March Forward

In the movie series, Band of Brothers, a true event from World War II is graphically related, regarding E (for Easy) Company, 2nd Battalion, 506 Parachute Infantry Regiment, 101st Airborne Division (Air Assault) of the United States Army. Every time I revisit this series, I become even more inspired.

“Forward” was the battle cry, speed was vital.

When the time arrived to attack and complete the mission, the new commander of the unit, however, stalled; he halted; the cry to “fall back” was heard, confusing the entire company. No such command from the primary leader was ever uttered or contemplated.

The telling part was this: the commander of the assault unit stopped completely exposed and out in the open, exposing US troops to withering fire.

The command to “Go Forward” had been ignored, changed, altered; in fact, obliterated by wrongful, totally incorrect commands.

The beginning of the assault was picture-perfect. The stop was not.

Is it ever the right thing, to stop an advance when the initial, forceful command, was “Forward!?”

What would cause such a choice to be made?

The meaning here is obvious. One who begins, then stops, is not fulfilling assigned duty; faltering costs time, energy, motivation, and human willpower.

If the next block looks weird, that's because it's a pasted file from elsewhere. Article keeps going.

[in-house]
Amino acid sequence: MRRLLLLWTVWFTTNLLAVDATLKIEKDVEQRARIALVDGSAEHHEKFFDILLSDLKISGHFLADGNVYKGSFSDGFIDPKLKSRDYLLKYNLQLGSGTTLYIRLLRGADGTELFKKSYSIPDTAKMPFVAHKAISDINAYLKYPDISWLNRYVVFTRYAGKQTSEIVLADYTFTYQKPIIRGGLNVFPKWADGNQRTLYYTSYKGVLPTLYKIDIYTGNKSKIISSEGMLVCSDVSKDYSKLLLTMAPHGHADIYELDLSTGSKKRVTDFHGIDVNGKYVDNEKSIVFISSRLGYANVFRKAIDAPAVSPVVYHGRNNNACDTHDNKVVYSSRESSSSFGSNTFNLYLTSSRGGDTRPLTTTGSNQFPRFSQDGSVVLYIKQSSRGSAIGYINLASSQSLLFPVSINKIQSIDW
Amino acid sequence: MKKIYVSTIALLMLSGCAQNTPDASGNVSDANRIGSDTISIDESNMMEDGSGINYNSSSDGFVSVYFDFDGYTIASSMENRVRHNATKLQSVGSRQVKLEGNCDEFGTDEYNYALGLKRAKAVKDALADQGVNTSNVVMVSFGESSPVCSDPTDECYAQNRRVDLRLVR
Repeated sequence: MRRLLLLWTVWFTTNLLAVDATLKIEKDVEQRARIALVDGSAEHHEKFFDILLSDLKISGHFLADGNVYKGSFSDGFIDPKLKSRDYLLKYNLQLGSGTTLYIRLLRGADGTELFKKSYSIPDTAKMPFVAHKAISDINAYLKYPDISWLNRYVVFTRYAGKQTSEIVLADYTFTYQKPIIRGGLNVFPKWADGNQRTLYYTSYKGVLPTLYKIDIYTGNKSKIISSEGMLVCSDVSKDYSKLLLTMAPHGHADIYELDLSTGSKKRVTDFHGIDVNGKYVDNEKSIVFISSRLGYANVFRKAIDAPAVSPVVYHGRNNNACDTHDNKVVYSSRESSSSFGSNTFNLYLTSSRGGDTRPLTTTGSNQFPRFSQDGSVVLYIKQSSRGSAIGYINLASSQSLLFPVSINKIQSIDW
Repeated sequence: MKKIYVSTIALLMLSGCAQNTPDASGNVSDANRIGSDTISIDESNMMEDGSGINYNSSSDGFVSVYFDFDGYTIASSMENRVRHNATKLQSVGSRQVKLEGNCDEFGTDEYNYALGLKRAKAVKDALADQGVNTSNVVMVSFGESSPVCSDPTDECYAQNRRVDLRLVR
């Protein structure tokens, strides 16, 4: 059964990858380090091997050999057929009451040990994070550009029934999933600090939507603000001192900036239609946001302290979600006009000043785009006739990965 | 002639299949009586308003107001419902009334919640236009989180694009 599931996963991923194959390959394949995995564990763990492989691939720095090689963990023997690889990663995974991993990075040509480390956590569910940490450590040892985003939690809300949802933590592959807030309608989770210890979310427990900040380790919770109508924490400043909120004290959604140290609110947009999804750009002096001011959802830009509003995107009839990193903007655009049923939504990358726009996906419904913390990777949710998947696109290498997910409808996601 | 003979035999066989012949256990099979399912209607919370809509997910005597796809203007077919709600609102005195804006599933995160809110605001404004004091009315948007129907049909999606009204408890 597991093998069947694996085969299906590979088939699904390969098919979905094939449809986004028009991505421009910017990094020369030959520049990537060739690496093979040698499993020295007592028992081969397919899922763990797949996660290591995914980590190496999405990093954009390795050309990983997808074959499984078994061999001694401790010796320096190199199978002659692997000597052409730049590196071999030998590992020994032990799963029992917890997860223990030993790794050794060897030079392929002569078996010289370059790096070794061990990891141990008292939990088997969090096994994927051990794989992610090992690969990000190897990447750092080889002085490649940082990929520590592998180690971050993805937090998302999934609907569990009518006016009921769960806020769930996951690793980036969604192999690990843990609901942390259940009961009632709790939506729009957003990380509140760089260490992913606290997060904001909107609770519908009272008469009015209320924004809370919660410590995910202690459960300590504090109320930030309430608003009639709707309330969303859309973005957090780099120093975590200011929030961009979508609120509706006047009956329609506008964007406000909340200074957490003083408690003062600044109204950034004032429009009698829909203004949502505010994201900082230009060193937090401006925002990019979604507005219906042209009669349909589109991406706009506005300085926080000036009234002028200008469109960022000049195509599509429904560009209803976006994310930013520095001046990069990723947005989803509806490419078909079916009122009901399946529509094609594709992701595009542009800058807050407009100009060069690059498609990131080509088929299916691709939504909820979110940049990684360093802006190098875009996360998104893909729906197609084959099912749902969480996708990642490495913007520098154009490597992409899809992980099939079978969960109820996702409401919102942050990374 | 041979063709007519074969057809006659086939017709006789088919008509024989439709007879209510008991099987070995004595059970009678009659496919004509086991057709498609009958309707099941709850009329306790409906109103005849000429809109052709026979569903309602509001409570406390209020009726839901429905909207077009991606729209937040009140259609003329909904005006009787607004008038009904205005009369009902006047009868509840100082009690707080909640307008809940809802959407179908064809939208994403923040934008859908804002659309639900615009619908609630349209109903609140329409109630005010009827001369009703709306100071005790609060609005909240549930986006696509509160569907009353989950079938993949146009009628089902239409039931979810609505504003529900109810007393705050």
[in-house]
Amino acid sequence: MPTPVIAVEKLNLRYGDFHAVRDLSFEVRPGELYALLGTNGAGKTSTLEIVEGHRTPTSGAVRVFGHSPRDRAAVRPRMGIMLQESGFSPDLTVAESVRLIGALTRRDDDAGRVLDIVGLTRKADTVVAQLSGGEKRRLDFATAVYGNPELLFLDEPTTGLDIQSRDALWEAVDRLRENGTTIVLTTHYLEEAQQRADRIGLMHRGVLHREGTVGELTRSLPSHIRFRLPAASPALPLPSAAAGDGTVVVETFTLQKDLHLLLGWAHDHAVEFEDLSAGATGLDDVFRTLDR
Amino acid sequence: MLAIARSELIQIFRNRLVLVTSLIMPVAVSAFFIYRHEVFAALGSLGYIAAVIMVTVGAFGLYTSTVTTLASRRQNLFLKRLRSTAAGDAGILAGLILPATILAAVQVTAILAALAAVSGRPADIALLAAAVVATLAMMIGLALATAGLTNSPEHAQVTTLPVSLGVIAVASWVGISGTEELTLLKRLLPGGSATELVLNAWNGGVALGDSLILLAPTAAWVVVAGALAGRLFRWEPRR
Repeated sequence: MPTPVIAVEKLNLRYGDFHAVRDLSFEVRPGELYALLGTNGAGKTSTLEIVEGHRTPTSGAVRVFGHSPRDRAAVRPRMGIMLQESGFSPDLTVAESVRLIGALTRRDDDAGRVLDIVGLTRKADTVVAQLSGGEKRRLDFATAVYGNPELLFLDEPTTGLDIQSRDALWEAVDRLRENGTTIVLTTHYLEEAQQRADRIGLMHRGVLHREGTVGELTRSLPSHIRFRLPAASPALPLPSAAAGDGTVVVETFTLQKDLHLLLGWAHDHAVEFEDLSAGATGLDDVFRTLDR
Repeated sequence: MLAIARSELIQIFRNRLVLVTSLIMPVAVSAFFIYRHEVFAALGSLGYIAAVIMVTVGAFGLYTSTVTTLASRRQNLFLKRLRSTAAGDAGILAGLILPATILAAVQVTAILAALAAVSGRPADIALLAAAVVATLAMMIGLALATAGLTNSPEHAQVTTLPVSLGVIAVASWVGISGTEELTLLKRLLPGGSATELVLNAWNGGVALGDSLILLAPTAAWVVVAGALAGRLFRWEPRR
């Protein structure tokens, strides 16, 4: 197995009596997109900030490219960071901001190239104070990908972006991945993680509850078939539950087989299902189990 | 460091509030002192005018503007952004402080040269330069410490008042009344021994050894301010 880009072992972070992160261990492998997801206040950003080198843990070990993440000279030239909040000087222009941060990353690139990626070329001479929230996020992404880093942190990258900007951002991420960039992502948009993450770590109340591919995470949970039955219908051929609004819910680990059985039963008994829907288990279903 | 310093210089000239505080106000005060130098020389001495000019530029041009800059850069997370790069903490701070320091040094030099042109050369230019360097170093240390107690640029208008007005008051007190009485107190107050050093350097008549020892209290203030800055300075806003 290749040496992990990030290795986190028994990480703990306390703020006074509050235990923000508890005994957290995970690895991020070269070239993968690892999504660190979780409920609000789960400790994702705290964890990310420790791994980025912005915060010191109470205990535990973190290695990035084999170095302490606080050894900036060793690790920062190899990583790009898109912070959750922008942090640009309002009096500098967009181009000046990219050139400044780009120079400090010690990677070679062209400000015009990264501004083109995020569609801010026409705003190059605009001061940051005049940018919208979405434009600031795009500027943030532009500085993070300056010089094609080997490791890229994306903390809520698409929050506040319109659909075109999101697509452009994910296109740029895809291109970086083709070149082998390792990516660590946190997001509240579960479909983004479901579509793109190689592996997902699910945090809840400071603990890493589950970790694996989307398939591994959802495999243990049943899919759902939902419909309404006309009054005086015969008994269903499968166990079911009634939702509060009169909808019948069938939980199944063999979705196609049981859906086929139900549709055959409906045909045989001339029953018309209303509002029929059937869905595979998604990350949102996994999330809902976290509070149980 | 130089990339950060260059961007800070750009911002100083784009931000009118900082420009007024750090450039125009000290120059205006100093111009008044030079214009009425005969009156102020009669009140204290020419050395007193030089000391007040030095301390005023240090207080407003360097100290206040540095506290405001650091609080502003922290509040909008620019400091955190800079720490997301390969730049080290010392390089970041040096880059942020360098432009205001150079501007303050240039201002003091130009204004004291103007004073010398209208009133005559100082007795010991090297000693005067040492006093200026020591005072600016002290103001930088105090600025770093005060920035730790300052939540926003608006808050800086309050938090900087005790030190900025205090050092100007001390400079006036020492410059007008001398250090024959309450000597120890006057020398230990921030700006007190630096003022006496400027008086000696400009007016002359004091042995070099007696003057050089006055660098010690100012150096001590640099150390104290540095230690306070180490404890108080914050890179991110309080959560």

For a worthy cause, willfully aligned and assigned, “Go Forward” meant just that. No stopping, retreating, or second guessing.

How often in our goals may we falter before finishing regardless of how high the stakes may be?

In fact, a worthy title of this blog could have been: Finish * Never Falter.

In 1967, failure at the end of the competition is exactly what happened to me, unplanned, and unexpected. In a pledge to my sponsoring organization after the disappointment of losing, I promised I would try again.

I did. The results in 1968 were positive, expected, anticipated, for which I had to work even harder than originally.

Sandwiched between the success of 1968, and another triumph following in 1970, tragedy struck our family; my sister, Joan, committed suicide. The results were awful, physically, emotionally, graphically. We wondered, “How could this happen? What would implore Joan, a gifted girl, to give up, and ‘end it all?’”

Starting and stopping are not personal or corporate means of accomplishing goals or obeying directives.

March Forward means:

  1. Moving continually even when you may not feel like it.
  2. Sticking to a plan to pursue, though the plan may prove difficult beyond measure.
  3. Submitting to leadership who entrusts you to “get it done.”

As you and I enter March, let’s march. Forward is the cry, commission, and call. Let no naysayer dissuade you. Stick to the plan; get it done.

The same is true for singing a song, writing a book, competing in athletics, finishing your course. Get it done.

When you express similar sentiments, write them down. Realistically, there may be a book in your future: *your* book. If so, even through writer’s block, difficulty, challenge, even disappointments, “get it done.” March Forward. Then, let us know. Write to me: and update your progress: include all the facts—the hurdles, hills, valleys, highs, and lows.

Your reward will be commensurate with the effort put forth. March Forward. Get it done.





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